Lung cancer is the most common cause of cancer deaths, accounting for about a third of all tumor-related deaths. Adenocarcinomas, a non-small cell lung cancer (NSCLC), account for about 40 percent of cancer diagnoses, but few treatments are available for the disease.
A team of investigators led by Elena Levantini, PhD, a research associate in Hematology-Oncology in the laboratory of Daniel Tenen MD, at Beth Israel Deaconess Medical Center (BIDMC), evaluated a novel agent, PTC596, capable of decreasing tumor growth in preclinical studies performed on a mouse model of mutant K-RAS lung cancer. The research – performed in collaboration with the Cancer Science Institute of Singapore at the National University of Singapore (CSI NUS) – were published today in the journal Communications Biology. The findings, which represent a comprehensive snapshot of the tumor’s components, will facilitate the development of novel therapies to overcome relapse and tumor progression in patients with NSCLC.
Using single cell RNA sequencing methodology, Levantini and colleagues sampled the whole transcriptome — the full set of RNA molecules expressed by a cell — of individual tumor cells from the team’s murine model and from clinical pulmonary specimens. In addition to highlighting a high degree of similarity between the species, the scientists also identified a specific population of tumor cells in both mice and humans present only in tumors positive for the mutated oncogene K-RAS, and not in healthy lung cells. Next, the team used the murine model to evaluate a novel therapy currently in Phase 1b clinical trials. The drug, PTC596, aims to eliminate cancer cells by inhibiting the activity of the BMI1 oncogene.
"Identifying these molecular networks underlying cancer is an important step toward producing new targeted drugs — so-called molecular or personalized therapy," said Levantini, who is also an Instructor of Medicine at Harvard Medical School (HMS). "Currently, most patients receive generalized chemotherapy treatments which do not target the specific molecules involved in the tumor process, which can also cause damage to healthy cells. Until we are able to decipher the complexity of the tumor cell subpopulations, we will not be able to design targeted therapeutic options to decrease the number of patients who experience tumor recurrence."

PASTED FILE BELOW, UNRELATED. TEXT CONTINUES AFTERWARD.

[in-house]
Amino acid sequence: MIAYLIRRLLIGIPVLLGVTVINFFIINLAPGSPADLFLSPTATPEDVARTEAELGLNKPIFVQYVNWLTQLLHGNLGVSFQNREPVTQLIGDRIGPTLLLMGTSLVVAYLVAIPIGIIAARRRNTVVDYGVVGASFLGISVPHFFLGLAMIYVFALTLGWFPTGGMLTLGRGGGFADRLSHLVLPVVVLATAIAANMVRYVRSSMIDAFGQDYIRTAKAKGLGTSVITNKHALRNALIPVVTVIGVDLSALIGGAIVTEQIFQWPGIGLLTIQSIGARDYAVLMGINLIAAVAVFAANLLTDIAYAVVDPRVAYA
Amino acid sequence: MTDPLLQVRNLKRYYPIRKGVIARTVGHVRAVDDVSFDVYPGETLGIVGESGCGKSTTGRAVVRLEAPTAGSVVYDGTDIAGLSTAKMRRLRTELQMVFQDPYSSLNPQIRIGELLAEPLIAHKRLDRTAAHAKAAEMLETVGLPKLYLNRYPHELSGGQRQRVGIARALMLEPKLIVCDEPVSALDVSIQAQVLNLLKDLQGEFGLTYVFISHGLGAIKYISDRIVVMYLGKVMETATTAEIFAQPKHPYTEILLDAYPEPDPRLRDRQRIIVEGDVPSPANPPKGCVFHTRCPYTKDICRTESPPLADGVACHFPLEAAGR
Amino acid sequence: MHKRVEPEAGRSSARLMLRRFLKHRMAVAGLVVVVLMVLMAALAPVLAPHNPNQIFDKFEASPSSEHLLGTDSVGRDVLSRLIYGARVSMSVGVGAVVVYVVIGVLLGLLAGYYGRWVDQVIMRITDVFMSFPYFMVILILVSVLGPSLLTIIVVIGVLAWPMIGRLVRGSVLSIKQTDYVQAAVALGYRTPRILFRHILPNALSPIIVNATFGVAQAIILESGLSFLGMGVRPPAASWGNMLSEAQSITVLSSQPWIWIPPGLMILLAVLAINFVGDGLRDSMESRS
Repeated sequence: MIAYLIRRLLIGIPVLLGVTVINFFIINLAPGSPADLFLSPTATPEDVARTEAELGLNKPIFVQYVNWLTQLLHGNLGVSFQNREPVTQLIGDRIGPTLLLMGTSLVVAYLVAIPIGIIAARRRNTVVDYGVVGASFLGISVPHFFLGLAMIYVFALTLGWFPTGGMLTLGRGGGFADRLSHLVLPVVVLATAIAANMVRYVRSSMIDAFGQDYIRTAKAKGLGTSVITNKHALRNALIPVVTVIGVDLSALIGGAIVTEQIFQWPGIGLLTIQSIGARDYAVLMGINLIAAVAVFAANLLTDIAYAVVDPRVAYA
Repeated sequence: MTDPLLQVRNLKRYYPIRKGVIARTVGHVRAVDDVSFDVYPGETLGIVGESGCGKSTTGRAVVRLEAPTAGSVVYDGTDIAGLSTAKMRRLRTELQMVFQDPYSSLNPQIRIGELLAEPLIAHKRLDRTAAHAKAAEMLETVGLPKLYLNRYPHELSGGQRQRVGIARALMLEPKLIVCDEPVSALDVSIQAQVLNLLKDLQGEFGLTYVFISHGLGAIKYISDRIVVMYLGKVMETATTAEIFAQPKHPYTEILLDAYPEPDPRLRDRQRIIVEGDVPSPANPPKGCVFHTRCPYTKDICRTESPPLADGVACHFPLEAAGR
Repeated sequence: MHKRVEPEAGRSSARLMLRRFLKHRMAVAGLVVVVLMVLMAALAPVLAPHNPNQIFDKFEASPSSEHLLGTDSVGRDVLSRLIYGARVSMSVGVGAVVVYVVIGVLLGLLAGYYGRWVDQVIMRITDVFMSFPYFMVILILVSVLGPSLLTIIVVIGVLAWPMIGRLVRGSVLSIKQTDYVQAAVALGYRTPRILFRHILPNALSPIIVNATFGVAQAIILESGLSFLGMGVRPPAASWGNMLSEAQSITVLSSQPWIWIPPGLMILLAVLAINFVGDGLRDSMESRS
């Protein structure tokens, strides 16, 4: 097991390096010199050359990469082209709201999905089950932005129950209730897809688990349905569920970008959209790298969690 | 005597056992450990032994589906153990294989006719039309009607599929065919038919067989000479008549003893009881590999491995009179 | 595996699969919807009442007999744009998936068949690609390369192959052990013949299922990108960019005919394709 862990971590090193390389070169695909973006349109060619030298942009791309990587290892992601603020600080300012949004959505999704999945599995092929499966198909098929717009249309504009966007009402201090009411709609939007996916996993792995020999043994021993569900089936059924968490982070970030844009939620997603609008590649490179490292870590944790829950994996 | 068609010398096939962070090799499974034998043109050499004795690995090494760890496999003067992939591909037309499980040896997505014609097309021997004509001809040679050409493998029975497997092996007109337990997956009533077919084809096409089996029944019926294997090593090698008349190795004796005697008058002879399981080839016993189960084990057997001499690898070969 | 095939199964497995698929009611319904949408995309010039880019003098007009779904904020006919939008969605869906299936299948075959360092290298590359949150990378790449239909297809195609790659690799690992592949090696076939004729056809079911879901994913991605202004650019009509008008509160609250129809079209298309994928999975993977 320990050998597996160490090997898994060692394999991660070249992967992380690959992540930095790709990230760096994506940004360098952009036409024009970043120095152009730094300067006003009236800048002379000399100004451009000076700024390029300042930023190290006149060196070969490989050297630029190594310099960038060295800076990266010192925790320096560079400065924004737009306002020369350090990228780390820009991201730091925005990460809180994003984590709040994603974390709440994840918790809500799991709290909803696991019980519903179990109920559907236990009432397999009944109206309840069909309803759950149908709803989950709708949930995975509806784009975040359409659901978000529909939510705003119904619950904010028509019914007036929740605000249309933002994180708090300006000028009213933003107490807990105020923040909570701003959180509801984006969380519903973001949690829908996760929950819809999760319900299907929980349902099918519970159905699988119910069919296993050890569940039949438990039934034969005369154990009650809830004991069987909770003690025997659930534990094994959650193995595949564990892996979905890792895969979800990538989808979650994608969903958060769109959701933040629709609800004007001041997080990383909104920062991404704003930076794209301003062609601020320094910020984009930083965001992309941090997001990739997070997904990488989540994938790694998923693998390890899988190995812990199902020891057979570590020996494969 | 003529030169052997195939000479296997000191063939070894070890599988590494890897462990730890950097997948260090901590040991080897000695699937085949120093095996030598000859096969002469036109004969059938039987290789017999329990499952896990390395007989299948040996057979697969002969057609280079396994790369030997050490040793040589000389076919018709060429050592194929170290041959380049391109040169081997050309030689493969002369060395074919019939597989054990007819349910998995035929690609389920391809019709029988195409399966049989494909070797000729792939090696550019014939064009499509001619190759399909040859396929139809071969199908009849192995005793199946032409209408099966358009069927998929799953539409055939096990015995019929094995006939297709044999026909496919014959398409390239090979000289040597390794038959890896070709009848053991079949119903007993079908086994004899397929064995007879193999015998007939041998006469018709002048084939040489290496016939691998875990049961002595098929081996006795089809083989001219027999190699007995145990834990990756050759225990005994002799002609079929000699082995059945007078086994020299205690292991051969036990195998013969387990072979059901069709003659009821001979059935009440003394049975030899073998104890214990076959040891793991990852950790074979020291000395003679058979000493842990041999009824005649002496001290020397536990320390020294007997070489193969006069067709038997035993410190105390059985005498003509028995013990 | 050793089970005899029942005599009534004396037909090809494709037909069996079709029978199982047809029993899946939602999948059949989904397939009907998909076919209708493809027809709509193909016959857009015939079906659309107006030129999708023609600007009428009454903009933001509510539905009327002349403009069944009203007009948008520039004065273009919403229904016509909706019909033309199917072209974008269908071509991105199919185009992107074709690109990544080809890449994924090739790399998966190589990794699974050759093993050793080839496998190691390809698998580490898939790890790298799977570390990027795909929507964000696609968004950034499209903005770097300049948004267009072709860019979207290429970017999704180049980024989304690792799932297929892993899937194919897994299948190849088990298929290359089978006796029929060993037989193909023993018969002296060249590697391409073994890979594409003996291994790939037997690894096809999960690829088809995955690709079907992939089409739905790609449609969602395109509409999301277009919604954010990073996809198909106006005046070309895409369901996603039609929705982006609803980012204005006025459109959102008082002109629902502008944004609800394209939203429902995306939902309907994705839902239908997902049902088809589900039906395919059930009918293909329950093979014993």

Levantini and colleagues previously identified the key role BMI1 plays in tumor growth. With the work published today, the researchers have paved the way for future clinical applications for using the new therapeutic option in a relevant subset of lung cancer patients with K-RAS mutated. Levantini stresses, however, that further careful validation is required before proceeding to treat patients with the new therapeutic option. The team’s findings could have important implications for other cancers as well, given that the activity of the oncogene BMI1 is also significantly increased in other subtypes of lung cancers, as well as in other solid tumors (skin cancer, breast, colon and intestinal, and in glioblastoma) as well as in leukemias and lymphomas.
Study co-authors include Mahmoud Bassal, Valerie Myami, Nicole Pandell, Eva Csizmadia, Olivier Kocher, John Clohessy of BIDMC; Giorgia Maroni, Chee Wai Fhu, Jia Li, Henry Yang, Azhar Ali and Daniel G. Tenen of the CSI NUS; Indira Krishnan, Junyan Zhang, Riccardo Panella, Assunta De Rienzo, Allon Klein, and Raphael Bueno of HMS.
This work was funded by the National Institutes of Health and National Cancer Institute (R35CA197697, 5P01CA66996, P01HL131477, R33-CA212697 and R01-CA218579); the NCIS Yong Siew Yoon Research Grant through donations from the Yong Loo Lin Trust, the Singapore Ministry of Health’s National Medical Research Council under its Singapore Translational Research (STaR) Investigator Award, and by the National Research Foundation of Singapore and the Singapore Ministry of Education under its Research Centres of Excellence initiative; the Singapore Ministry of Education Academic Research Fund Tier 3; the Singapore Ministry of Health’s National Medical Research Council; the BIDMC Chief Academic Award; the BIDMC Jax Pilot Award; the Regione Toscana Bando FAS Salute; the MIUR (Ministry of Education, University and Research) Flagship Interomics; sponsored research support from PTC Therapeutics; the Fundação de Apoio à Pesquisa do Estado de São Paulo (FAPESP); the American Society of Hematology; and startup funds from the Division of Hematology/Oncology at the University of Alabama at Birmingham (UAB) Bridge Grant.
The authors declare no competing financial interests.
About Beth Israel Deaconess Medical Center
Beth Israel Deaconess Medical Center is a patient care, teaching and research affiliate of Harvard Medical School and consistently ranks as a national leader among independent hospitals in National Institutes of Health funding. BIDMC is the official hospital of the Boston Red Sox.
Beth Israel Deaconess Medical Center is a part of Beth Israel Lahey Health, a health care system that brings together academic medical centers and teaching hospitals, community and specialty hospitals, more than 4,000 physicians and 35,000 employees in a shared mission to expand access to great care and advance the science and practice of medicine through groundbreaking research and education.